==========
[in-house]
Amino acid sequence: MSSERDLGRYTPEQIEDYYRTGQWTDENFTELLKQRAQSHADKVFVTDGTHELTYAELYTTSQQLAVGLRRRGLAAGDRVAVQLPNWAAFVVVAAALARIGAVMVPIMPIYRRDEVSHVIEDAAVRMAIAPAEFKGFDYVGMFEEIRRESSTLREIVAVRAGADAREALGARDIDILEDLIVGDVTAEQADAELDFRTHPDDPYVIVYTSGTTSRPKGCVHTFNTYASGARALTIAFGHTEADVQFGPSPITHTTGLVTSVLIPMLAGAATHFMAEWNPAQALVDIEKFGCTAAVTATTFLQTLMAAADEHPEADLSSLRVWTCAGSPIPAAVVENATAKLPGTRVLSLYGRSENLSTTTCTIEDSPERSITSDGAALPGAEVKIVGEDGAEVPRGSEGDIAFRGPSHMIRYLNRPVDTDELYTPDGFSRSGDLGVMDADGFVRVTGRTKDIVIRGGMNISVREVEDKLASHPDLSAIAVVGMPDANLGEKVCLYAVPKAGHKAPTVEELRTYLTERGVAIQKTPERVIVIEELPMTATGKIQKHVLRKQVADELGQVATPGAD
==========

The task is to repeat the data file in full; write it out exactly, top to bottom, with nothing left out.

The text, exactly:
[in-house]
Amino acid sequence: MSSERDLGRYTPEQIEDYYRTGQWTDENFTELLKQRAQSHADKVFVTDGTHELTYAELYTTSQQLAVGLRRRGLAAGDRVAVQLPNWAAFVVVAAALARIGAVMVPIMPIYRRDEVSHVIEDAAVRMAIAPAEFKGFDYVGMFEEIRRESSTLREIVAVRAGADAREALGARDIDILEDLIVGDVTAEQADAELDFRTHPDDPYVIVYTSGTTSRPKGCVHTFNTYASGARALTIAFGHTEADVQFGPSPITHTTGLVTSVLIPMLAGAATHFMAEWNPAQALVDIEKFGCTAAVTATTFLQTLMAAADEHPEADLSSLRVWTCAGSPIPAAVVENATAKLPGTRVLSLYGRSENLSTTTCTIEDSPERSITSDGAALPGAEVKIVGEDGAEVPRGSEGDIAFRGPSHMIRYLNRPVDTDELYTPDGFSRSGDLGVMDADGFVRVTGRTKDIVIRGGMNISVREVEDKLASHPDLSAIAVVGMPDANLGEKVCLYAVPKAGHKAPTVEELRTYLTERGVAIQKTPERVIVIEELPMTATGKIQKHVLRKQVADELGQVATPGAD